By Nick Dazang
In the late 1980s, when I had the privilege of editing the Abuja Newsday, the Federal Capital Territory’s (FCT’s) first private newspaper, Abuja was placid and crime- free. This was to be expected. There were then only four major districts: the high density Garki and Wuse districts and the high-brow Asokoro and Maitama districts. Even then, the better-heeled Asokoro and Maitama districts were in inchoate states, dotted with a few elegant structures.
The population of Abuja was so small that the city dwellers knew each other. Vehicular traffic was so scanty that in a good day one could count the number of the cars that plied the Wuse Zone 4-6 route on his two hands. As Editor, though I had an official accommodation at Wuse Zone 6, opposite the office, I had a Guest House at PW, Kubwa. It was a measure of how secure Abuja was that I hardly lock the Guest House!
- Late Osinachi’s husband arrested as Nigerians rise against domestic violence
- Ramadan: We’re given food once a day, Kaduna IDPs cry out
In 1992, the federal government, under the watch of military president, General Ibrahim Babangida, relocated the seat of government from Lagos to Abuja. This singular and epochal event transformed Abuja overnight. It also put a lot of pressure on the city. Since every Nigerian does business with government, one way or the other, there was a frenetic scramble for Abuja. Cost of land, property and accommodation suddenly shot through the roof. Members of the Organised Private Sector (OPS), who were hitherto reluctant to invest in Abuja, descended on it in droves.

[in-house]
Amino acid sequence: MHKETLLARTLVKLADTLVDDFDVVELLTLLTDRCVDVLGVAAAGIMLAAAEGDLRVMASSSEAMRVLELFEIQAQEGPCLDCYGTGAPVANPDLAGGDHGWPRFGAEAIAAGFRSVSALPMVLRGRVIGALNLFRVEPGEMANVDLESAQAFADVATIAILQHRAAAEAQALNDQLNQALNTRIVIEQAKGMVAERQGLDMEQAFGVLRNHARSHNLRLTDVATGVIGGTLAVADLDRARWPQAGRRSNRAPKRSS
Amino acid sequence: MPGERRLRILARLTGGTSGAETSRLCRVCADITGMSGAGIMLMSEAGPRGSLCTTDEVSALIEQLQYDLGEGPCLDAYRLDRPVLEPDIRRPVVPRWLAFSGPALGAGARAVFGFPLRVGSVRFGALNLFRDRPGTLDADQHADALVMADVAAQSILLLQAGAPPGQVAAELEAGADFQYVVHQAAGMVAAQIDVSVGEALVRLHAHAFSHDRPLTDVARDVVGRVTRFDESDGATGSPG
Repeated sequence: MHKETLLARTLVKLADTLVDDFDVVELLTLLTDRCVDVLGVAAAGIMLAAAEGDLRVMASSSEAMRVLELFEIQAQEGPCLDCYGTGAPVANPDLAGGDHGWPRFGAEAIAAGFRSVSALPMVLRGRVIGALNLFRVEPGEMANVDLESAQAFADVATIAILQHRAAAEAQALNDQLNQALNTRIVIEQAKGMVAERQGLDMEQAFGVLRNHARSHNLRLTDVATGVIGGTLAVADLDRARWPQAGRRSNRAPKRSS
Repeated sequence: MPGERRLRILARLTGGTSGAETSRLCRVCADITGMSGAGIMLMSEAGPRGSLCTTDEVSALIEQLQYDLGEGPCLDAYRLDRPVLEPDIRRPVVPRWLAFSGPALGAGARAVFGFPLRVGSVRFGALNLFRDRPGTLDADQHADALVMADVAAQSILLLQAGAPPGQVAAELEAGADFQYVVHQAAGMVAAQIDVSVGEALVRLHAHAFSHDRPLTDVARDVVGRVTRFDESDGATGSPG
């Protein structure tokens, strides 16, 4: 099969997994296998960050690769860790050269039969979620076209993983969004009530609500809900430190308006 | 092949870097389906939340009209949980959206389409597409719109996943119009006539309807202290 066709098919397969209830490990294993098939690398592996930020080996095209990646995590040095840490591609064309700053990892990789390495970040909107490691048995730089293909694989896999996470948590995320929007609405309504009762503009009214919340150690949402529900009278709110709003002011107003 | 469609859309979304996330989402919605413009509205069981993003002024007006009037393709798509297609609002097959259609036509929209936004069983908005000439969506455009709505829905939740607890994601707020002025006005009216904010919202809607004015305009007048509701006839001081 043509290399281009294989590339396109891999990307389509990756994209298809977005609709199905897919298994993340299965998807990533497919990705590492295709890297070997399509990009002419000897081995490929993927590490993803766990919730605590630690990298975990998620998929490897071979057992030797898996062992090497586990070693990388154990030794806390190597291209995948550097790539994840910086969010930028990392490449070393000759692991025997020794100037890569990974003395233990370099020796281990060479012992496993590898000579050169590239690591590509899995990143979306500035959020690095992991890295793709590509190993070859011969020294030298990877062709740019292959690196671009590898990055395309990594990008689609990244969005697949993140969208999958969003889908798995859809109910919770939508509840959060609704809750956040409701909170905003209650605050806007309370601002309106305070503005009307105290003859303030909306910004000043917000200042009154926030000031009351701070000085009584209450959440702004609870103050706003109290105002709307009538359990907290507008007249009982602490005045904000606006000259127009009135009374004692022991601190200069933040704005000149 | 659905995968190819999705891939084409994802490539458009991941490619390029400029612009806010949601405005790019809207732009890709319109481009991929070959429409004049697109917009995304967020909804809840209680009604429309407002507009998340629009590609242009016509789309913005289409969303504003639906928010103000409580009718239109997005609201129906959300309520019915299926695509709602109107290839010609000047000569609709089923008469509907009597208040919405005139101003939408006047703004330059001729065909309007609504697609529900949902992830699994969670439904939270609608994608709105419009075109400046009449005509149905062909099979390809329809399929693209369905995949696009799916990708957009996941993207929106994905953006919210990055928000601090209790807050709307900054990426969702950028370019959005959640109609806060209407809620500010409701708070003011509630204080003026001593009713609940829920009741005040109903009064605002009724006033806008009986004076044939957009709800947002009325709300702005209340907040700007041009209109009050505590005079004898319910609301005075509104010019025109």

The city, which was originally meant to accommodate not more than one million people, simply burgeoned. As at 2020, Abuja boasted of a population of 3,278,000. Abuja lost its pristine placidity and innocence. It became a bazaar, with structures rising on available land where sites and services had been provided. The Kubwa town grew exponentially to the extent that it won the coveted trophy of the biggest settlement in the entire Commonwealth. Enter General Sani Abacha as Head of State, and the Gwarinpa District overtook and bested Kubwa as the largest settlement in Africa.
Abuja grew by leaps and by bounds, all thanks to its famed security and exquisite infrastructure. It became a haven for those escaping from ethno-religious crises or insurgency from other states of the federation. But when you organise a bazaar, you must expect a visit of thieves and pickpockets. In less than five years after the relocation of the seat of government from Lagos to Abuja, there were not less than 400 violations of the original Masterplan. Green Areas, which were supposed to be preserved to add aesthetics to the eco system and to check flooding, were serially violated or encroached upon by desperate builders and land speculators.
As I write, the cost of land in the City Centre surpasses that in the choicest precincts of London. Traffic congestion continues to afflict the AYA-Nyanja-Mararaba-Keffi Road with workers wasting precious man-hours on a daily basis in the hold up. Flooding continues to beset some districts such as Galadimawa on a perennial basis. Kidnappings, abductions and robberies are now a common feature, particularly in Kuje, Bwari, Kwali, Gwagwalada, Lugbe, Abaji and Kubwa.
Though these kidnappings and crimes are taking place outside the City Centre, their volume and frequency are worrisome and reinforce the impression that the country is not safe.